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GABAergic phenotype of periglomerular cells in the rodent olfactory bulb.
J Comp Neurol 2007; 502(6):990-1002JC

Abstract

Periglomerular (PG) cells in the rodent olfactory bulb are heterogeneous anatomically and neurochemically. Here we investigated whether major classes of PG cells use gamma-aminobutyric acid (GABA) as a neurotransmitter. In addition to three known subtypes of PG cells expressing tyrosine hydroxylase (TH), calbindin D-28k (CB), and calretinin (CR), we identified a novel PG cell population containing the GABAA receptor alpha5 subunit. Consistent with previous studies in the rat, we found that TH-positive cells were also labeled with antibodies against GABA, whereas PG cells expressing CB or the alpha5 subunit were GABA-negative. Using GAD67-GFP knockin mice, we found that all PG cell subtypes expressed GAD67-GFP. Calretinin labeled the major fraction (44%) of green fluorescent protein (GFP)-positive cells, followed by TH (16%), CB (14%), and the alpha5 subunit (13%). There was no overlap between these neuronal populations, which accounted for approximately 85% of GAD67-GFP-positive cells. We then demonstrated that PG cells labeled for TH, CB, or CR established dendrodendritic synapses expressing glutamic acid decarboxylase (GAD) or the vesicular inhibitory amino acid transporter, VGAT, irrespective of their immunoreactivity for GABA. In addition, CB-, CR-, and TH-positive dendrites were apposed to GABAA receptor clusters containing the alpha1 or alpha3 subunits, which are found in mitral and tufted cells, and the alpha2 subunit, which is expressed by PG cells. Together, these findings indicate that all major subtypes of PG cells are GABAergic. In addition, they show that PG cells provide GABAergic input to the dendrites of principal neurons and are interconnected with other GABAergic interneurons, which most likely are other PG cells.

Authors+Show Affiliations

Department of Anatomy, Pharmacology, and Forensic Medicine, and Istituto Nazionale di Neuroscienze, University of Turin, I-10126 Torino, Italy.No affiliation info availableNo affiliation info availableNo affiliation info availableNo affiliation info available

Pub Type(s)

Journal Article
Research Support, Non-U.S. Gov't

Language

eng

PubMed ID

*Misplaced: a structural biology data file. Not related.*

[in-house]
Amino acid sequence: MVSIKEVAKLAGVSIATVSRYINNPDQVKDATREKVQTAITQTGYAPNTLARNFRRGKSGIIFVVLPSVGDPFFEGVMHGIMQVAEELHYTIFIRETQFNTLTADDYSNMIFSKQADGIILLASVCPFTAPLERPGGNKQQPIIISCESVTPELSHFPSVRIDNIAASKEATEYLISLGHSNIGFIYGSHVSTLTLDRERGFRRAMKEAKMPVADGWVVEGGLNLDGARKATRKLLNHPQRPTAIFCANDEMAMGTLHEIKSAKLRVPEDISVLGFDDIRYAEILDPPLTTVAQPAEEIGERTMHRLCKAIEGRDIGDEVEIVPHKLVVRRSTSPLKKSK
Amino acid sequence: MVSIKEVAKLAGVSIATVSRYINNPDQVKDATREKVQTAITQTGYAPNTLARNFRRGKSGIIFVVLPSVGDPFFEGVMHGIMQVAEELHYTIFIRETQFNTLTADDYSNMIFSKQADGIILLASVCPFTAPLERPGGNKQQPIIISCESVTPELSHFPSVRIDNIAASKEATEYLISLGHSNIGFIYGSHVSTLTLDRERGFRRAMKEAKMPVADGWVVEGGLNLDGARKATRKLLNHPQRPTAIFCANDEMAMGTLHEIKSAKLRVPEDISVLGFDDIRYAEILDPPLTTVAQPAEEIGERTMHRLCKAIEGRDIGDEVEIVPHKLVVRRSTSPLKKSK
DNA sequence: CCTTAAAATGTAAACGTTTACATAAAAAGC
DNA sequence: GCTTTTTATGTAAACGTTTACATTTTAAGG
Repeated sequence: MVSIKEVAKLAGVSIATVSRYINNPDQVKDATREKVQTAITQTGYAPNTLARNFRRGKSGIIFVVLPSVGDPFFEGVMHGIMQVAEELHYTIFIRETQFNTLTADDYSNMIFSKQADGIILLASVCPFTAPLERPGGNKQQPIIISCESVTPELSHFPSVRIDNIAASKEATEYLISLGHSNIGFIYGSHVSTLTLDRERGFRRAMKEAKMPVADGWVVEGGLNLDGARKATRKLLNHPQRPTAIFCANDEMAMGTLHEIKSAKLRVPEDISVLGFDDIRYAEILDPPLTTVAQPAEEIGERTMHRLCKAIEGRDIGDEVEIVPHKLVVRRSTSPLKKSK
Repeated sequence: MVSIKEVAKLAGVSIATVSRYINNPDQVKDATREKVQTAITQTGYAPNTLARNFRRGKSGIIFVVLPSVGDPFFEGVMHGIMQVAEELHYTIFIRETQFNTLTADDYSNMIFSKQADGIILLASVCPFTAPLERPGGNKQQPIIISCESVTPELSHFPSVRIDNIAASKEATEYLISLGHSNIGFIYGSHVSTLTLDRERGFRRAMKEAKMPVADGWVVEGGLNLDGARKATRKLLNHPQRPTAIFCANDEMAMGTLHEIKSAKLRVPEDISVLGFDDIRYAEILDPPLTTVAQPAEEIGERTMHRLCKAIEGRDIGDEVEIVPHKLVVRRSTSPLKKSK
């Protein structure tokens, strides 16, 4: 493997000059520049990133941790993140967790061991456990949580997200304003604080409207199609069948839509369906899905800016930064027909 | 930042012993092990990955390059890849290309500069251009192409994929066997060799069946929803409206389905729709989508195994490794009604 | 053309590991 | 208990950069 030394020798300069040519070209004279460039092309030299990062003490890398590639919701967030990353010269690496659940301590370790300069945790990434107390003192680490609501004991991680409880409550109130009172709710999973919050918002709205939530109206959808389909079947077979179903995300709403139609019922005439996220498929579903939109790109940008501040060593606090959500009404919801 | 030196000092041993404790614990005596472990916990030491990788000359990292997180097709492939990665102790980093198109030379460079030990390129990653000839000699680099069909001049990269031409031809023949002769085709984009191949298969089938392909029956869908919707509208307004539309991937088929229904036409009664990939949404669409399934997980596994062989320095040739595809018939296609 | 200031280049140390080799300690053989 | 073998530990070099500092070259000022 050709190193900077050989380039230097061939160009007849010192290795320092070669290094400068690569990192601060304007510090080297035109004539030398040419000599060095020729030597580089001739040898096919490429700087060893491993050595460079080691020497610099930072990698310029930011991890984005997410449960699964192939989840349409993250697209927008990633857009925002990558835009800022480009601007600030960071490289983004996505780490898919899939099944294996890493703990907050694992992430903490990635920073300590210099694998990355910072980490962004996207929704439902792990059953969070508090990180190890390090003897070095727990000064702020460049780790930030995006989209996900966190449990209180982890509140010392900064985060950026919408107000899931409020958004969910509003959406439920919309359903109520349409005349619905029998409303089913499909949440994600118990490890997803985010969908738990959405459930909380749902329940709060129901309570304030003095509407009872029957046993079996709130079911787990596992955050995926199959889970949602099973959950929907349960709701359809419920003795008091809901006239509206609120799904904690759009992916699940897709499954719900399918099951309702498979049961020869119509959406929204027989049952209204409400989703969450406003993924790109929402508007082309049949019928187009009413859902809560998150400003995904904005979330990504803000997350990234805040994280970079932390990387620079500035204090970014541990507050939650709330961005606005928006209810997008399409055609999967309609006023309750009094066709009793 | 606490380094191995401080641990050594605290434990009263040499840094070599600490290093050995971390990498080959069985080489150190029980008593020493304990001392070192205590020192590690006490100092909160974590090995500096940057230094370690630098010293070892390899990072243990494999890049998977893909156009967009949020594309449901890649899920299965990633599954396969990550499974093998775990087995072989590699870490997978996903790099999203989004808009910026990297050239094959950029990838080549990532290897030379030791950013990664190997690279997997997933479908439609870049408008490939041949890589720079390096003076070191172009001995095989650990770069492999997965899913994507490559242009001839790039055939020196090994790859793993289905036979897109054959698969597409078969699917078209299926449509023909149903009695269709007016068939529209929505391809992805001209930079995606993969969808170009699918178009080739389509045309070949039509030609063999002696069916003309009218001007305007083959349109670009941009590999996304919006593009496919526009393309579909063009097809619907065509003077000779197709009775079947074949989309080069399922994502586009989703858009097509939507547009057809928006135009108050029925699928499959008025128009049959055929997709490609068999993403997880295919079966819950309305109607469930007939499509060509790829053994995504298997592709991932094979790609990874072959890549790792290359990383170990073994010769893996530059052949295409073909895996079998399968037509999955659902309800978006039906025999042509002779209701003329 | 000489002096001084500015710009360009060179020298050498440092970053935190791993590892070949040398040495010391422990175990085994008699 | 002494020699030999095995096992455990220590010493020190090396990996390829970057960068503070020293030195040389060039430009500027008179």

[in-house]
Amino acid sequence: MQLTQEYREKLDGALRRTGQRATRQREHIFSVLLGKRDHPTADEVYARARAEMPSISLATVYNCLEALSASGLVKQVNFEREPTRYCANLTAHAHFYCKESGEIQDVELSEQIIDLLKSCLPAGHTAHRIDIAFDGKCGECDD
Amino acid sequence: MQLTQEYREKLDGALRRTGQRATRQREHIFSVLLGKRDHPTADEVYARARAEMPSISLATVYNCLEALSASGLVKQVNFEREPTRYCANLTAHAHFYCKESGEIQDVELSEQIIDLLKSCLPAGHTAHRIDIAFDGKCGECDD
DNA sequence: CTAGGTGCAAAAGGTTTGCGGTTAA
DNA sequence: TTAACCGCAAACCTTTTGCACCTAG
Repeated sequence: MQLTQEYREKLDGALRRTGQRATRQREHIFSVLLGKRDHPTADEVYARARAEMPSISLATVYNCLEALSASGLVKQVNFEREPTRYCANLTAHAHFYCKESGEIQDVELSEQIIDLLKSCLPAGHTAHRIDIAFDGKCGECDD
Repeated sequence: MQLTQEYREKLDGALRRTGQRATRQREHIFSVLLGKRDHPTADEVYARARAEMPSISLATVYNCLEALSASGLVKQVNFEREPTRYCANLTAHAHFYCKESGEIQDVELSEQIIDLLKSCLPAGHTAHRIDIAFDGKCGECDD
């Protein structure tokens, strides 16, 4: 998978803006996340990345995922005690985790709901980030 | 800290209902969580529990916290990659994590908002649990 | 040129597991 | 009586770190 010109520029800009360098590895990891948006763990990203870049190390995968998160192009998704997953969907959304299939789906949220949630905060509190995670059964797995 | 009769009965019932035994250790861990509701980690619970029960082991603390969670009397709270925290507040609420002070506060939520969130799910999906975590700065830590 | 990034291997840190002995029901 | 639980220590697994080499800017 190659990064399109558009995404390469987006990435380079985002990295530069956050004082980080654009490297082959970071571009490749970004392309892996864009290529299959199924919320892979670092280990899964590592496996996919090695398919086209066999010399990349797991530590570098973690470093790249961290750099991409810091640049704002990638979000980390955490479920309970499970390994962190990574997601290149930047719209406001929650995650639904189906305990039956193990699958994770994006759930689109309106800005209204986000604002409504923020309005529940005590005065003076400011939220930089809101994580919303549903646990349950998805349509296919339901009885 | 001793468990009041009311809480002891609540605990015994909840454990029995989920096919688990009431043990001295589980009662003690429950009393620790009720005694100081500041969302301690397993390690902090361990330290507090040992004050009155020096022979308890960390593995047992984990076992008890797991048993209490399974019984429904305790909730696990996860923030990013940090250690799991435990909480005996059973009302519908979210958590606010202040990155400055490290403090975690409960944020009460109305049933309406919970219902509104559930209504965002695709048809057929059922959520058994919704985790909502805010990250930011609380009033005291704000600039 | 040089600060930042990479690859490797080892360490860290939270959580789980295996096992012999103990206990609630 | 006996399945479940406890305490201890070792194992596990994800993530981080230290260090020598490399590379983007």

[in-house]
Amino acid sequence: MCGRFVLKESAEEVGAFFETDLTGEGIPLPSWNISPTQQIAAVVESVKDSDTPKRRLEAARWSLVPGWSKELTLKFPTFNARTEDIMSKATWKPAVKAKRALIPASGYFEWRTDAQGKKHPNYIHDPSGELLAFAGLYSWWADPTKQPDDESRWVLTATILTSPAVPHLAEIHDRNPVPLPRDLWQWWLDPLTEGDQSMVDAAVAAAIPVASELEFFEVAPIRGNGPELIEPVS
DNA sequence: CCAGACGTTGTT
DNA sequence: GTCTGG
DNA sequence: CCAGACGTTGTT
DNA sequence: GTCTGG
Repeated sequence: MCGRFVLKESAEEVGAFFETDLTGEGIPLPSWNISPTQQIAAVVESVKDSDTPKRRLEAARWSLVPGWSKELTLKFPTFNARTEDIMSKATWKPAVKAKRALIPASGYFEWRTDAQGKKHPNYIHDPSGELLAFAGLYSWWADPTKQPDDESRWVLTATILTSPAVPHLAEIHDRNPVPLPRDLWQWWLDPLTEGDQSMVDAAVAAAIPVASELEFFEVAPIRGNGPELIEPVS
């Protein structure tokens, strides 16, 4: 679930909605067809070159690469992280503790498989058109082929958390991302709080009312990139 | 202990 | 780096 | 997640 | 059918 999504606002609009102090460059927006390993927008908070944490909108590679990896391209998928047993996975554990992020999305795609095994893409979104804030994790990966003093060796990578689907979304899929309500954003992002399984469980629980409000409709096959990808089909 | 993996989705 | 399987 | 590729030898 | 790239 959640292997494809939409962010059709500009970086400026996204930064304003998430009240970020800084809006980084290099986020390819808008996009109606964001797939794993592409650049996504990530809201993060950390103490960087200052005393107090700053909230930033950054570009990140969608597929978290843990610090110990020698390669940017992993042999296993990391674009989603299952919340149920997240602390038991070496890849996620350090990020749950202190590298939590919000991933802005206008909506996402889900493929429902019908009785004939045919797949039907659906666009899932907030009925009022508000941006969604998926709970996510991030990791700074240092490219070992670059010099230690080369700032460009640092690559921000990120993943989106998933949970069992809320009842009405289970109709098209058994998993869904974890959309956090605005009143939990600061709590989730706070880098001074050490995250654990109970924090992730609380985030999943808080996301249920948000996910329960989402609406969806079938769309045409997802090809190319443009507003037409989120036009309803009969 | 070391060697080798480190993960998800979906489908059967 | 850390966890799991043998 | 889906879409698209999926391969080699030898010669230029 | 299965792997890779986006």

17444497

Citation

Panzanelli, P, et al. "GABAergic Phenotype of Periglomerular Cells in the Rodent Olfactory Bulb." The Journal of Comparative Neurology, vol. 502, no. 6, 2007, pp. 990-1002.
Panzanelli P, Fritschy JM, Yanagawa Y, et al. GABAergic phenotype of periglomerular cells in the rodent olfactory bulb. J Comp Neurol. 2007;502(6):990-1002.
Panzanelli, P., Fritschy, J. M., Yanagawa, Y., Obata, K., & Sassoè-Pognetto, M. (2007). GABAergic phenotype of periglomerular cells in the rodent olfactory bulb. The Journal of Comparative Neurology, 502(6), pp. 990-1002.
Panzanelli P, et al. GABAergic Phenotype of Periglomerular Cells in the Rodent Olfactory Bulb. J Comp Neurol. 2007 Jun 20;502(6):990-1002. PubMed PMID: 17444497.
* Article titles in AMA citation format should be in sentence-case
TY - JOUR T1 - GABAergic phenotype of periglomerular cells in the rodent olfactory bulb. AU - Panzanelli,P, AU - Fritschy,J M, AU - Yanagawa,Y, AU - Obata,K, AU - Sassoè-Pognetto,M, PY - 2007/4/21/pubmed PY - 2007/6/27/medline PY - 2007/4/21/entrez SP - 990 EP - 1002 JF - The Journal of comparative neurology JO - J. Comp. Neurol. VL - 502 IS - 6 N2 - Periglomerular (PG) cells in the rodent olfactory bulb are heterogeneous anatomically and neurochemically. Here we investigated whether major classes of PG cells use gamma-aminobutyric acid (GABA) as a neurotransmitter. In addition to three known subtypes of PG cells expressing tyrosine hydroxylase (TH), calbindin D-28k (CB), and calretinin (CR), we identified a novel PG cell population containing the GABAA receptor alpha5 subunit. Consistent with previous studies in the rat, we found that TH-positive cells were also labeled with antibodies against GABA, whereas PG cells expressing CB or the alpha5 subunit were GABA-negative. Using GAD67-GFP knockin mice, we found that all PG cell subtypes expressed GAD67-GFP. Calretinin labeled the major fraction (44%) of green fluorescent protein (GFP)-positive cells, followed by TH (16%), CB (14%), and the alpha5 subunit (13%). There was no overlap between these neuronal populations, which accounted for approximately 85% of GAD67-GFP-positive cells. We then demonstrated that PG cells labeled for TH, CB, or CR established dendrodendritic synapses expressing glutamic acid decarboxylase (GAD) or the vesicular inhibitory amino acid transporter, VGAT, irrespective of their immunoreactivity for GABA. In addition, CB-, CR-, and TH-positive dendrites were apposed to GABAA receptor clusters containing the alpha1 or alpha3 subunits, which are found in mitral and tufted cells, and the alpha2 subunit, which is expressed by PG cells. Together, these findings indicate that all major subtypes of PG cells are GABAergic. In addition, they show that PG cells provide GABAergic input to the dendrites of principal neurons and are interconnected with other GABAergic interneurons, which most likely are other PG cells. SN - 0021-9967 UR - https://www.unboundmedicine.com/medline/citation/17444497/GABAergic_phenotype_of_periglomerular_cells_in_the_rodent_olfactory_bulb_ L2 - https://doi.org/10.1002/cne.21356 DB - PRIME DP - Unbound Medicine ER -